College-Bound Students Are Unprepared For Financial Burden Of Loans. What Needs To Change?

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Despite efforts by the Department of Education to educate prospective college students about the burden of student loans, nearly two-thirds of students who took out loans to pay for college say they had no idea what they were signing up for. To fix this problem, it’s going to take more than making these students sit in a class about financial aid and student loans; it may require an overhaul of the entire college financing system. 

Sure, the DOE and most colleges offer courses or, at the very least, online resources to inform students about the long-term obligations associated with taking out student loans, but those efforts likely aren’t enough.

According to the results of a recent survey [PDF] from our colleagues at Consumer Reports, most students with loans felt the information they received through financial aid information sessions prior to enrolling in college wasn’t helpful.

Of the students who took part in at least one financial aid counseling session, most reported that the financial aid officers they met with were not prepared for, or tasked with, helping students understand the reality and consequences of taking on student loan debt.

For example, 27% of respondents said the information they received about debt management and consolidation assistance was not useful at all.

Another 20% said they found the “information on how the different loans work and the interest accrual process” and “information on how loan repayment works and different repayment options” to be “not at all useful.”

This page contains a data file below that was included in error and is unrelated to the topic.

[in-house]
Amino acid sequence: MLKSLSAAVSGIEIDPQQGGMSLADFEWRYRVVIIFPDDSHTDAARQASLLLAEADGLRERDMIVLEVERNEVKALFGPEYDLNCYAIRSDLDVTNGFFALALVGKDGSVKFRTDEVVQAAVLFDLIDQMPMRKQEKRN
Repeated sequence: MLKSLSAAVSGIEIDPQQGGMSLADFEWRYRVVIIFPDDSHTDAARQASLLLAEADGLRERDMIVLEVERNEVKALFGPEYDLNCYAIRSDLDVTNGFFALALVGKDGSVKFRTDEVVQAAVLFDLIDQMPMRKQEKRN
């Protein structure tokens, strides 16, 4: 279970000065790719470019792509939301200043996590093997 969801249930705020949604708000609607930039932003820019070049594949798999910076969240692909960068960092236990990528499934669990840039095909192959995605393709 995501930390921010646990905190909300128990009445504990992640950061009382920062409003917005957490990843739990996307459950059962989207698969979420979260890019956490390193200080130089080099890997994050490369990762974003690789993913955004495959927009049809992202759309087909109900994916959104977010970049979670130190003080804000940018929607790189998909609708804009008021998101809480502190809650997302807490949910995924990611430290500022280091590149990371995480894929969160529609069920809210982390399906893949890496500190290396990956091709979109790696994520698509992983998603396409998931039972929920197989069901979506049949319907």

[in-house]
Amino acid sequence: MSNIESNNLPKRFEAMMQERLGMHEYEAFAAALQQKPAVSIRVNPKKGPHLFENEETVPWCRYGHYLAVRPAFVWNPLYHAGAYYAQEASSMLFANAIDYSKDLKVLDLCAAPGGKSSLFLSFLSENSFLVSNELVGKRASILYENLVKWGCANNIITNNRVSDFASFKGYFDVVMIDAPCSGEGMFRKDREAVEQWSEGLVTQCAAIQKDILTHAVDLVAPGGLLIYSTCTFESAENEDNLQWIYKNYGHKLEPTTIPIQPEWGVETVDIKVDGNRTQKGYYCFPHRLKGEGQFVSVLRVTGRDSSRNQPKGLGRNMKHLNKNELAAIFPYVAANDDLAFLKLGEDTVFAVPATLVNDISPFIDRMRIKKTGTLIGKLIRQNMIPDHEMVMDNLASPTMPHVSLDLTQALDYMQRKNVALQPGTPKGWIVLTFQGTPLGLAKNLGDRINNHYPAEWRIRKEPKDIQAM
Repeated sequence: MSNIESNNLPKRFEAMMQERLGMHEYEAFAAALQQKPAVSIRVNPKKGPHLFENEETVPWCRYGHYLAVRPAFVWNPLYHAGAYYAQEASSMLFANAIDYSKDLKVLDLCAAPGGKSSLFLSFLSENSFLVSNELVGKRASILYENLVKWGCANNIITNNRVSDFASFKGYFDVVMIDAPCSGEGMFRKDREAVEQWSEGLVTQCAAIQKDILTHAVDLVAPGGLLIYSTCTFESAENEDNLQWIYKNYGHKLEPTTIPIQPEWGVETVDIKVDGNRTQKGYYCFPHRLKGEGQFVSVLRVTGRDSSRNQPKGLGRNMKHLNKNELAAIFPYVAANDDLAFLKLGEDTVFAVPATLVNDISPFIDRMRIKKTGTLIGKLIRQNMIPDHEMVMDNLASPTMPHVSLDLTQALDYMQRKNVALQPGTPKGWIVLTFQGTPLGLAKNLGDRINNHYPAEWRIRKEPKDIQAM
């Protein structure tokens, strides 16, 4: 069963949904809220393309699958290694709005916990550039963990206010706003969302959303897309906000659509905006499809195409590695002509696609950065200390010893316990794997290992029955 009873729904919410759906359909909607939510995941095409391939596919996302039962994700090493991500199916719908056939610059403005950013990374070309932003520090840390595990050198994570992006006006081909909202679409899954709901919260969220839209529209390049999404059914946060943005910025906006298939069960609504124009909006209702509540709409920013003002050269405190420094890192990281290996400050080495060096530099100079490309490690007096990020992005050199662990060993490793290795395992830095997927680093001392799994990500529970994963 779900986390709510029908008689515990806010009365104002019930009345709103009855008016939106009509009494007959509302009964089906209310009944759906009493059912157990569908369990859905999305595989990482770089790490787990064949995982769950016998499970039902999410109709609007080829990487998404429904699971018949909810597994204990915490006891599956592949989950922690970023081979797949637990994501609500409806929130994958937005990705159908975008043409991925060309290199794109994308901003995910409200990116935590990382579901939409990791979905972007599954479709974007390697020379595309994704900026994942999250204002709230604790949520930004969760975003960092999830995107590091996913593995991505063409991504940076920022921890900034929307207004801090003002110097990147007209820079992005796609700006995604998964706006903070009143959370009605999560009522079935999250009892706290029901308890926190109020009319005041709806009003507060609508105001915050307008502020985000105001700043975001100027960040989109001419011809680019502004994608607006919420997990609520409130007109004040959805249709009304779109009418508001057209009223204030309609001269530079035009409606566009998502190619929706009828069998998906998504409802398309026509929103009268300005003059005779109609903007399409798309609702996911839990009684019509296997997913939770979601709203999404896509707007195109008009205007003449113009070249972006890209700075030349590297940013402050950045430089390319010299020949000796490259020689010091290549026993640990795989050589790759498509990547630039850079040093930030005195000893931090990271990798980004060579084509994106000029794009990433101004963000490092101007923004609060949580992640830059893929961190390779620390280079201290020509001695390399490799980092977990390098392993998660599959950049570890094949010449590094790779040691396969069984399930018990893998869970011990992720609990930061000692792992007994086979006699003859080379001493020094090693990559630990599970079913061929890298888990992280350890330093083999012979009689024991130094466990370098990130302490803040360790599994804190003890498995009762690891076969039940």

These feelings are likely the result of what some advocates feel is a largely automated financial aid information system.

It’s generally up to each school to tell affected students how to complete this entrance counseling, according to the DOE. Colleges may, for example, require in-person counseling, or they may allow students to complete the counseling online through the school’s own financial aid office, or the DOE’s student aid office.

That means there’s no way to objectively measure or monitor what students are getting out of this counseling.

“There are only bare bones requirements under federal law, and in practice students appear to get varying levels of counseling depending on which schools they happen to attend,” Suzanne Martindale, staff attorney for Consumers Union, tells Consumerist.

So how can the DOE, colleges, and advocates ensure that students are getting needed information to handle their financial situations before, during, and after graduation?

Overhaul the system by creating clear, concise notification for borrowers.

CU’s Martindale tells Consumerist that the advocacy group believes “it would certainly help if schools provided counseling that prioritized the student’s best financial interests.”

This counseling would entail clear, standardized information with plain-language terms, similar to the DOE’s Financial Aid Shopping Sheet.

ShoppingSheetTemplate20152016 copyThat resource, created by the DOE and the Consumer Financial Protection Bureau, and first made available for the 2013-2014 financial aid award year, has already been adopted by thousands of schools.

The Shopping Sheet was created to be a consumer tool that participating institutions could use to notify students about their financial aid package. It’s designed to simplify the information that prospective students receive about costs and financial aid so that they can easily compare institutions and make informed decisions about where to attend school.

Martindale suggests that additional resources could include statistics of graduate outcomes.

This would provide prospective students with information — based on their area of study — that may help them determine if taking out a loan for a certain major will be financially viable in the future.

“But all the information in the world can’t fix an inherently unfair system,” Martindale points out, noting that more affordable and safe options need to be made available to students. “For those who do borrow money, we also need to ensure that they are treated fairly while repaying their loans – that’s why we have called on the federal government to make improvements to the education loan servicing industry.”